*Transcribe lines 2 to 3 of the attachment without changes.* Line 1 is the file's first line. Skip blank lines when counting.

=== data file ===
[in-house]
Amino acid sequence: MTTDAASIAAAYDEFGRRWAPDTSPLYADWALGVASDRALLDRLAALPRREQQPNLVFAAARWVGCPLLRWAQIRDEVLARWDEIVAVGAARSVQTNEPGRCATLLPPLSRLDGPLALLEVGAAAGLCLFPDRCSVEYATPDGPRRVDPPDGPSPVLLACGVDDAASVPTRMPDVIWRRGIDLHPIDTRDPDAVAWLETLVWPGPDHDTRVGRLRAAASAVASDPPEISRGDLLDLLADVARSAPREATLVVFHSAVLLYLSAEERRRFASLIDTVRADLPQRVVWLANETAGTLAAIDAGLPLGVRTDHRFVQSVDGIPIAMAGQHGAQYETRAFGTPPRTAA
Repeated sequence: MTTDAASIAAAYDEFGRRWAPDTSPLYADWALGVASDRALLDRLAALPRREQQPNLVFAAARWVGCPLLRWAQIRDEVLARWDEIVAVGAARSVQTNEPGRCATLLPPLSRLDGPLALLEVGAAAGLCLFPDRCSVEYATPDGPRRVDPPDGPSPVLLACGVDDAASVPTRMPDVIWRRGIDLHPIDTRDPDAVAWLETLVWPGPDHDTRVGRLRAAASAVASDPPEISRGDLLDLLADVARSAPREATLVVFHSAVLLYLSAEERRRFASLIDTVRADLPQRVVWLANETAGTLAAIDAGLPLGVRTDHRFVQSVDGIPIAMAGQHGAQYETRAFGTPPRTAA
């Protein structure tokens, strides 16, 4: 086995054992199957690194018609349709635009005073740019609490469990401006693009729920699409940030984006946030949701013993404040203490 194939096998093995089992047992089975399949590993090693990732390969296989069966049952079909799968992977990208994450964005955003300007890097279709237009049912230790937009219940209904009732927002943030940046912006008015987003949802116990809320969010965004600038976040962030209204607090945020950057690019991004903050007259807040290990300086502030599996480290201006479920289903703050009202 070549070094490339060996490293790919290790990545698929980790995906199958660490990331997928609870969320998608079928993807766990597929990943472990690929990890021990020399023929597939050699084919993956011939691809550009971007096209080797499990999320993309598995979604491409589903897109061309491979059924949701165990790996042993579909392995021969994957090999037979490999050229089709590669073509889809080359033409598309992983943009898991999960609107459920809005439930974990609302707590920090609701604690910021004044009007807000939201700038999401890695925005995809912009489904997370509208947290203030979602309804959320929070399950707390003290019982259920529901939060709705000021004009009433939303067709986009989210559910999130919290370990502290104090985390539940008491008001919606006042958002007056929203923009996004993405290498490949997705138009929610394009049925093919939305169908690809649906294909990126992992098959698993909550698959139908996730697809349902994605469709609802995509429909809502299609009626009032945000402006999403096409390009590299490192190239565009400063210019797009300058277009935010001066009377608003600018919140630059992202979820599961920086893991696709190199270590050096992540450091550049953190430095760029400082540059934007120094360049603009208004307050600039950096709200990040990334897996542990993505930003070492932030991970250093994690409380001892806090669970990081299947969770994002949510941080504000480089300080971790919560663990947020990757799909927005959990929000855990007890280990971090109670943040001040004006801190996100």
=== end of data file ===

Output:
Amino acid sequence: MTTDAASIAAAYDEFGRRWAPDTSPLYADWALGVASDRALLDRLAALPRREQQPNLVFAAARWVGCPLLRWAQIRDEVLARWDEIVAVGAARSVQTNEPGRCATLLPPLSRLDGPLALLEVGAAAGLCLFPDRCSVEYATPDGPRRVDPPDGPSPVLLACGVDDAASVPTRMPDVIWRRGIDLHPIDTRDPDAVAWLETLVWPGPDHDTRVGRLRAAASAVASDPPEISRGDLLDLLADVARSAPREATLVVFHSAVLLYLSAEERRRFASLIDTVRADLPQRVVWLANETAGTLAAIDAGLPLGVRTDHRFVQSVDGIPIAMAGQHGAQYETRAFGTPPRTAA
Repeated sequence: MTTDAASIAAAYDEFGRRWAPDTSPLYADWALGVASDRALLDRLAALPRREQQPNLVFAAARWVGCPLLRWAQIRDEVLARWDEIVAVGAARSVQTNEPGRCATLLPPLSRLDGPLALLEVGAAAGLCLFPDRCSVEYATPDGPRRVDPPDGPSPVLLACGVDDAASVPTRMPDVIWRRGIDLHPIDTRDPDAVAWLETLVWPGPDHDTRVGRLRAAASAVASDPPEISRGDLLDLLADVARSAPREATLVVFHSAVLLYLSAEERRRFASLIDTVRADLPQRVVWLANETAGTLAAIDAGLPLGVRTDHRFVQSVDGIPIAMAGQHGAQYETRAFGTPPRTAA